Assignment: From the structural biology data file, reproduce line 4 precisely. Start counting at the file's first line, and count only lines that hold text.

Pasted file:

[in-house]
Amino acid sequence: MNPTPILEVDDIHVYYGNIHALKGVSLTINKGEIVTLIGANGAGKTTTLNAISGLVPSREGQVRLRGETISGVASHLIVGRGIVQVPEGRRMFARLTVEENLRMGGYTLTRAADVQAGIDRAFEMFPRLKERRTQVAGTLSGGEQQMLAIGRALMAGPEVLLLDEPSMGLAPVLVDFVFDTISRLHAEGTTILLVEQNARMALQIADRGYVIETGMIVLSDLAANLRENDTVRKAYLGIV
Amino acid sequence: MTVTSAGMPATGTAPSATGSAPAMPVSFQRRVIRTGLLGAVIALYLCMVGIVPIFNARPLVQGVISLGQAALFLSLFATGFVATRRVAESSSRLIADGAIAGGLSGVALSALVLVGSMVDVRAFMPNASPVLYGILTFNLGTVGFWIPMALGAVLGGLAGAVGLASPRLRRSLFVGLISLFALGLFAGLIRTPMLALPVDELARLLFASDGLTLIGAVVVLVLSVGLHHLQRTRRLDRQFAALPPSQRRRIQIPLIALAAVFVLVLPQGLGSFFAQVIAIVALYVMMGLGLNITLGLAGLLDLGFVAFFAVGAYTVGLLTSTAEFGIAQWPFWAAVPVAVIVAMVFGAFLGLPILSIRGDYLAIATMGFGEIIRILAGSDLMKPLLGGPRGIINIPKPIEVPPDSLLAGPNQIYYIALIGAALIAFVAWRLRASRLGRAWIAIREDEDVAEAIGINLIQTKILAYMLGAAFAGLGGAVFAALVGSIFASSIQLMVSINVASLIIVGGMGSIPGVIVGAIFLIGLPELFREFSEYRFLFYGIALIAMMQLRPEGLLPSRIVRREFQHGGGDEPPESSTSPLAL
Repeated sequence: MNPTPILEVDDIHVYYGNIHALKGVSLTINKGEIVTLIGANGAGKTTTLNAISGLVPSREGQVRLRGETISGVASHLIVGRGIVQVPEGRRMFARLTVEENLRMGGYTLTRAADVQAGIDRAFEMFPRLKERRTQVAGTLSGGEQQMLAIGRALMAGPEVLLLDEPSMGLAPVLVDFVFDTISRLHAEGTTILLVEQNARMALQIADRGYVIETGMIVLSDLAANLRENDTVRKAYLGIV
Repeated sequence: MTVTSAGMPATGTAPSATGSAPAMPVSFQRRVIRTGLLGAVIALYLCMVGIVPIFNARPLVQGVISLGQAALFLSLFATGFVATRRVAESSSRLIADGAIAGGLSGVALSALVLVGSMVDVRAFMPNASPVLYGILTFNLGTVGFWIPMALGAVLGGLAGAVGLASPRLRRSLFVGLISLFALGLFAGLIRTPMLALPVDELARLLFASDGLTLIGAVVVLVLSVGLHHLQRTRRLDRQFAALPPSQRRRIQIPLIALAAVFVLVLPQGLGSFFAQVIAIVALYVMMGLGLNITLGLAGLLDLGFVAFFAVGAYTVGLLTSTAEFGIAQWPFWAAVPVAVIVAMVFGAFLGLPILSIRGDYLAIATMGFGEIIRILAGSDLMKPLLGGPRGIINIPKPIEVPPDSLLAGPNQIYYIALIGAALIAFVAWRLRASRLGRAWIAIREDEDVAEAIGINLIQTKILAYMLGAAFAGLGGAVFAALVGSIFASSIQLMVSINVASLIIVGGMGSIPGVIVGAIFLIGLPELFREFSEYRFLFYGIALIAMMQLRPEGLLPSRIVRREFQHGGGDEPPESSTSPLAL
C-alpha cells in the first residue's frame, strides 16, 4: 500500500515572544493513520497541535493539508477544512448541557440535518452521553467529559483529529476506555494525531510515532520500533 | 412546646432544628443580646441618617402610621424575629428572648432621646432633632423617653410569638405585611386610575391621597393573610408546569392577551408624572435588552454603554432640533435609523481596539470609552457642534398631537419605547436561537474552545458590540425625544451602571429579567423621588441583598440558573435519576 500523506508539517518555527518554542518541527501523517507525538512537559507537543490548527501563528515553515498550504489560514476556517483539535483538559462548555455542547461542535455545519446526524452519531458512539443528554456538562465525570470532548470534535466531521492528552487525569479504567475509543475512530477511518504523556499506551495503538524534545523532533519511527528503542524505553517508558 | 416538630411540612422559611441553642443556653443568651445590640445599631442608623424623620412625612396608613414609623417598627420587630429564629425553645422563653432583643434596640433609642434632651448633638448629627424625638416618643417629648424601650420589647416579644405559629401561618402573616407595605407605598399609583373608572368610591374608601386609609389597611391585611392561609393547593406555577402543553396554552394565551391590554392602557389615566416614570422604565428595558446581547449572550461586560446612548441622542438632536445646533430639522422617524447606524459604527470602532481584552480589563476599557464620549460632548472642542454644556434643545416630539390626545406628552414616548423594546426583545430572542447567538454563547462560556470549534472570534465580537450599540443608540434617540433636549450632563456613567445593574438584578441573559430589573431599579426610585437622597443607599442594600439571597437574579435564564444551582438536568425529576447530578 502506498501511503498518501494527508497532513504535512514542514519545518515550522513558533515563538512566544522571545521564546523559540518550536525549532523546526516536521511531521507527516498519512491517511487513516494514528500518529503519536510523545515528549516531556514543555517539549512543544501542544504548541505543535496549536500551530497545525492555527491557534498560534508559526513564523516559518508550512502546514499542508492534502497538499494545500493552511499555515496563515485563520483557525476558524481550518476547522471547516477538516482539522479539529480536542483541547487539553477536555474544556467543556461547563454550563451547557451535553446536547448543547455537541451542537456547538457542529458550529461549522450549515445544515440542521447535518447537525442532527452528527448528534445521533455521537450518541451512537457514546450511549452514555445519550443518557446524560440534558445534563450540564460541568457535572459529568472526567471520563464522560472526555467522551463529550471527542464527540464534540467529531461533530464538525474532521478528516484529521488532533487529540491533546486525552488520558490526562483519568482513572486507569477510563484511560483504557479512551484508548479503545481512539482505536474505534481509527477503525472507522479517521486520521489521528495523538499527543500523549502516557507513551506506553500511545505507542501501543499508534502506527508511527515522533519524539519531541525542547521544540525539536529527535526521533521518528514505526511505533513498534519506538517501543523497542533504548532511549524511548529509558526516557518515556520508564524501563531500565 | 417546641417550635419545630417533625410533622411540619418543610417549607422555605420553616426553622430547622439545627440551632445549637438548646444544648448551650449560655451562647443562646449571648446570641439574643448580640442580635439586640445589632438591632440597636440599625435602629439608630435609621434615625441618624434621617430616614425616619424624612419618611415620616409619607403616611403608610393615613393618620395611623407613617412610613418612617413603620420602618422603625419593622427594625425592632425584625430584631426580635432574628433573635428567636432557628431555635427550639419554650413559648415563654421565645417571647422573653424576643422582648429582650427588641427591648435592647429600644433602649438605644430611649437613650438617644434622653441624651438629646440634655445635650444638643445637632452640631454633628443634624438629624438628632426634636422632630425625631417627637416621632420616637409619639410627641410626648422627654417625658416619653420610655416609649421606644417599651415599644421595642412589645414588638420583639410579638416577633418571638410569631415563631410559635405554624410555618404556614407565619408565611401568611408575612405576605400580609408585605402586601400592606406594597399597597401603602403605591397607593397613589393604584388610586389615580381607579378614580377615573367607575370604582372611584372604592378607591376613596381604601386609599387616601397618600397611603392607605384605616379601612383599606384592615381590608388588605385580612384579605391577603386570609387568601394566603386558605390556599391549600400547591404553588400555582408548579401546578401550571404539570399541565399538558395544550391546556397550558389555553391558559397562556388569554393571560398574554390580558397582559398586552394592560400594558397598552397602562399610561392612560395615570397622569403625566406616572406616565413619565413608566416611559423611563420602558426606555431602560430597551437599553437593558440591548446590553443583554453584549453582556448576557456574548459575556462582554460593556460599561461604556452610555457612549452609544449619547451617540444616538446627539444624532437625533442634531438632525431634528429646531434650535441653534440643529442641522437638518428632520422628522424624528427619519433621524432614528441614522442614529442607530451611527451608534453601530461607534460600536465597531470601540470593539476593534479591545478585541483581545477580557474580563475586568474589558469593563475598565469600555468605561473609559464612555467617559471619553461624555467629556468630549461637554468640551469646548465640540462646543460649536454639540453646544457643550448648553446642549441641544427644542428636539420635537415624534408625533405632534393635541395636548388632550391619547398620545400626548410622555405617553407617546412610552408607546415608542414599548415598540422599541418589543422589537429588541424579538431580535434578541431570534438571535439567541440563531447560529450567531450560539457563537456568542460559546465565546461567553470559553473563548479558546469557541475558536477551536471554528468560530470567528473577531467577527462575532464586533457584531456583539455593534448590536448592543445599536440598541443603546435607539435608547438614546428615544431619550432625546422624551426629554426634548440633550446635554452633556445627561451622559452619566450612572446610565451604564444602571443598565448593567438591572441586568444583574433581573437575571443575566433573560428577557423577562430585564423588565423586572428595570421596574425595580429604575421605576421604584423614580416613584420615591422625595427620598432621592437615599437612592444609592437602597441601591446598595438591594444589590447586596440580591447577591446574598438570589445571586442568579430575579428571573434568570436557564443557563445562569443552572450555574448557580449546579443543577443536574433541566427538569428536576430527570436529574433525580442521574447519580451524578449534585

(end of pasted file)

Repeated sequence: MNPTPILEVDDIHVYYGNIHALKGVSLTINKGEIVTLIGANGAGKTTTLNAISGLVPSREGQVRLRGETISGVASHLIVGRGIVQVPEGRRMFARLTVEENLRMGGYTLTRAADVQAGIDRAFEMFPRLKERRTQVAGTLSGGEQQMLAIGRALMAGPEVLLLDEPSMGLAPVLVDFVFDTISRLHAEGTTILLVEQNARMALQIADRGYVIETGMIVLSDLAANLRENDTVRKAYLGIV